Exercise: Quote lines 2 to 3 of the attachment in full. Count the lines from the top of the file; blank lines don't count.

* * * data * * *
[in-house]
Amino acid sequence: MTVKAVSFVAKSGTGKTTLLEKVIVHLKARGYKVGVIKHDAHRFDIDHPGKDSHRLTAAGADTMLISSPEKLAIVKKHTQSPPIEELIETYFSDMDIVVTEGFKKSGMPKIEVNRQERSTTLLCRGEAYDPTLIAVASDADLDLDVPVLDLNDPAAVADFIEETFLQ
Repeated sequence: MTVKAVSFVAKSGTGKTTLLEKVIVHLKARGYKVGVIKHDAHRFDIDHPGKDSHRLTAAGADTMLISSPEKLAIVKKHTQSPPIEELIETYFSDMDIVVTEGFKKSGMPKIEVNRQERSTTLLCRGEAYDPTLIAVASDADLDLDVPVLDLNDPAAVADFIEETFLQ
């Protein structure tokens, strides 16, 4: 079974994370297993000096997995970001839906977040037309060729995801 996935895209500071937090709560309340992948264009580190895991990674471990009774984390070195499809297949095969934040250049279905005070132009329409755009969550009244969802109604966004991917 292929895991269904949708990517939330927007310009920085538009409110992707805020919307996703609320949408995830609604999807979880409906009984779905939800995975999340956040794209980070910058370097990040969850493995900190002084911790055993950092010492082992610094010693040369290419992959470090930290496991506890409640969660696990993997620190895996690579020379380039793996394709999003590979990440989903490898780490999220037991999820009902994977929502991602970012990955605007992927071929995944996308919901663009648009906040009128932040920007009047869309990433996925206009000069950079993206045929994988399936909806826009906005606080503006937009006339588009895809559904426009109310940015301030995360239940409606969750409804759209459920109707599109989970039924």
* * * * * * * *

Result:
Amino acid sequence: MTVKAVSFVAKSGTGKTTLLEKVIVHLKARGYKVGVIKHDAHRFDIDHPGKDSHRLTAAGADTMLISSPEKLAIVKKHTQSPPIEELIETYFSDMDIVVTEGFKKSGMPKIEVNRQERSTTLLCRGEAYDPTLIAVASDADLDLDVPVLDLNDPAAVADFIEETFLQ
Repeated sequence: MTVKAVSFVAKSGTGKTTLLEKVIVHLKARGYKVGVIKHDAHRFDIDHPGKDSHRLTAAGADTMLISSPEKLAIVKKHTQSPPIEELIETYFSDMDIVVTEGFKKSGMPKIEVNRQERSTTLLCRGEAYDPTLIAVASDADLDLDVPVLDLNDPAAVADFIEETFLQ